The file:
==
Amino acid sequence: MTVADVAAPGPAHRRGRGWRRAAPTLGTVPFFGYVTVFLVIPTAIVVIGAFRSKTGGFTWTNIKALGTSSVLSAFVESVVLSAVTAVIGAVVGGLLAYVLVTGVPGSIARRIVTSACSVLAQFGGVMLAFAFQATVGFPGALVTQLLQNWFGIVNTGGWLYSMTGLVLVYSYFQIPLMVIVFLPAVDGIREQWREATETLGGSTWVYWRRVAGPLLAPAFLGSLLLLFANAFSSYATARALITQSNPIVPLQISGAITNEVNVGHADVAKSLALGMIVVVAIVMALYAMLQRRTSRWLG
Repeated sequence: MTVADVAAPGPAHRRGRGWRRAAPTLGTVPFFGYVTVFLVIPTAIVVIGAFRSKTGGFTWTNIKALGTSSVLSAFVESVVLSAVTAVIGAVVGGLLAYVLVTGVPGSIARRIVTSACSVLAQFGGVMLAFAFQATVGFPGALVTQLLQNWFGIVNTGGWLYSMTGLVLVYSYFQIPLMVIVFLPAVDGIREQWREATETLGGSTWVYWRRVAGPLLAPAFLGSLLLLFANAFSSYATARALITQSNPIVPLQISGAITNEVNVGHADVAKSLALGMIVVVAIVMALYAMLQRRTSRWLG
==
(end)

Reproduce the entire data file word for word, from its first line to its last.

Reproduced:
Amino acid sequence: MTVADVAAPGPAHRRGRGWRRAAPTLGTVPFFGYVTVFLVIPTAIVVIGAFRSKTGGFTWTNIKALGTSSVLSAFVESVVLSAVTAVIGAVVGGLLAYVLVTGVPGSIARRIVTSACSVLAQFGGVMLAFAFQATVGFPGALVTQLLQNWFGIVNTGGWLYSMTGLVLVYSYFQIPLMVIVFLPAVDGIREQWREATETLGGSTWVYWRRVAGPLLAPAFLGSLLLLFANAFSSYATARALITQSNPIVPLQISGAITNEVNVGHADVAKSLALGMIVVVAIVMALYAMLQRRTSRWLG
Repeated sequence: MTVADVAAPGPAHRRGRGWRRAAPTLGTVPFFGYVTVFLVIPTAIVVIGAFRSKTGGFTWTNIKALGTSSVLSAFVESVVLSAVTAVIGAVVGGLLAYVLVTGVPGSIARRIVTSACSVLAQFGGVMLAFAFQATVGFPGALVTQLLQNWFGIVNTGGWLYSMTGLVLVYSYFQIPLMVIVFLPAVDGIREQWREATETLGGSTWVYWRRVAGPLLAPAFLGSLLLLFANAFSSYATARALITQSNPIVPLQISGAITNEVNVGHADVAKSLALGMIVVVAIVMALYAMLQRRTSRWLG